Grantham Journal columnist Peter Clawson: Dangerous dogs are being used as weapons

Peter Clawson.
Peter Clawson.
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Dangerous dogs have always been a menace in and around Grantham, but the problem was brought up to date for me recently by an horrific fatal attack along the Riverside Walk.

Residents across the Witham were woken up during the early hours by a prolonged series of bloodcurdling screams, which sounded as if a young woman was being raped or murdered.

I was one of those chilled to the bone by what was later described as a so-called ‘demon’ dog savaging to death a cute little Yorkie terrier in front of its terrified owner.

Not being a dog lover personally, but recognising their value as pets, I was even more concerned to discover on a television programme, that an increasing number of these incidents are occuring due to dog breeders deliberately training their animals to kill on cue.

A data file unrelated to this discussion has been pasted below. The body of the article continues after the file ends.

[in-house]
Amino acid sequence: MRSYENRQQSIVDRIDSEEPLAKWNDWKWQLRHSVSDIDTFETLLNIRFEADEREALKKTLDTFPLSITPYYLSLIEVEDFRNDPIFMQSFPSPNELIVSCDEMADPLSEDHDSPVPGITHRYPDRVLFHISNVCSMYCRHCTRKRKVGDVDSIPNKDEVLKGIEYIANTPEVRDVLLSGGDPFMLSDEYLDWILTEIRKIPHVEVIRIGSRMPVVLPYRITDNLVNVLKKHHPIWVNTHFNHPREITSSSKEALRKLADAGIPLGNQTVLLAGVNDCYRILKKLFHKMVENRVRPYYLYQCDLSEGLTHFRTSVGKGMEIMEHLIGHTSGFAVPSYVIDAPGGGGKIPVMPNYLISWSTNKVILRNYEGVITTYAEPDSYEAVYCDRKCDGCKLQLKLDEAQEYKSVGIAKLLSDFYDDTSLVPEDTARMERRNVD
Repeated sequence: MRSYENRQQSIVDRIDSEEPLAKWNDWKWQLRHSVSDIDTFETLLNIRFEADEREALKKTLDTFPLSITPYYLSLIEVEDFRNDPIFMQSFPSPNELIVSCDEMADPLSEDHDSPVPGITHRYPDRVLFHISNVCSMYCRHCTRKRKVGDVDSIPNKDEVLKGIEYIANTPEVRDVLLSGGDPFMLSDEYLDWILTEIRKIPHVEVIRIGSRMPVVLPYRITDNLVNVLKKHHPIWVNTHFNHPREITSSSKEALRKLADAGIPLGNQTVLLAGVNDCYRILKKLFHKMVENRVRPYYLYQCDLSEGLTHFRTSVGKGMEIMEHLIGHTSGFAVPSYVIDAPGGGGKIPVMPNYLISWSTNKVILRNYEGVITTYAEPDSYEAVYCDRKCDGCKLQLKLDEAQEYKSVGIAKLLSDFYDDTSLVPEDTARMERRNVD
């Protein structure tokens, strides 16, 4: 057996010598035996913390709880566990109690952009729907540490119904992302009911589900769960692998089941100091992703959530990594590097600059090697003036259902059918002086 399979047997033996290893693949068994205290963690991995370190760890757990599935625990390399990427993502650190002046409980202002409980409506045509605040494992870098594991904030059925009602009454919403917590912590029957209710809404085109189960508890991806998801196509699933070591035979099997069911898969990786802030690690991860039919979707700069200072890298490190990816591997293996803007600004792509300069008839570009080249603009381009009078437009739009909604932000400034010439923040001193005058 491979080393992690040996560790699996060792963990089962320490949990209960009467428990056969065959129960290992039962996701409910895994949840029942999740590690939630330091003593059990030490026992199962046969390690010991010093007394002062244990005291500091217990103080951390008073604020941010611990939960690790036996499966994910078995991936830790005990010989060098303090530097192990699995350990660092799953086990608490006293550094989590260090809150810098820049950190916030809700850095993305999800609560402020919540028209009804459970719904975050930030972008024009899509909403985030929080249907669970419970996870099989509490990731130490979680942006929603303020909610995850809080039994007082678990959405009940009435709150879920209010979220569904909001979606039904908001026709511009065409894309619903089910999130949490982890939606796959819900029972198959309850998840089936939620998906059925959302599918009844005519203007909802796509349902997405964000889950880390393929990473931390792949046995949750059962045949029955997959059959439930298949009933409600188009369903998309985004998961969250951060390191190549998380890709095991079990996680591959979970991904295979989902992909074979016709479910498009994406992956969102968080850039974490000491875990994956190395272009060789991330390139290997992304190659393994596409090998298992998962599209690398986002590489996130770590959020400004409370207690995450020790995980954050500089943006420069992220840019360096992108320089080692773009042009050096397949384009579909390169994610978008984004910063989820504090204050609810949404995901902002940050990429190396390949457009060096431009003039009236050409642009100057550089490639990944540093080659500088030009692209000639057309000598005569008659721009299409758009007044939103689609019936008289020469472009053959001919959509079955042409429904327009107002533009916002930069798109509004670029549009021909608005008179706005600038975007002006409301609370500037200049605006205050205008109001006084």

Worse still was the news that such owners not only let their beasts off the lead to attack other dogs and people, but often set them completely free once their effectiveness has ended.

For many years packs of dangerous dogs discarded in this way have terrorised housing estates both in Grantham and elsewhere.

Some owners of illegal dogs freely admit to using them as weapons of both defence and attack.

Carrying weapons like guns, crossbows and knives is, of course, against the law and can result in custodial sentences. Surely this should also apply to any other kind of weapons such as dangerous animals as well.

People who say not to blame the animals but their owners, are obviously right but I have always believed that any dog which bites someone and draws blood should be automatically put down.

Any good zoologist will tell you that once a beast has acquired a taste for blood, it is almost impossible to rid it of the craving.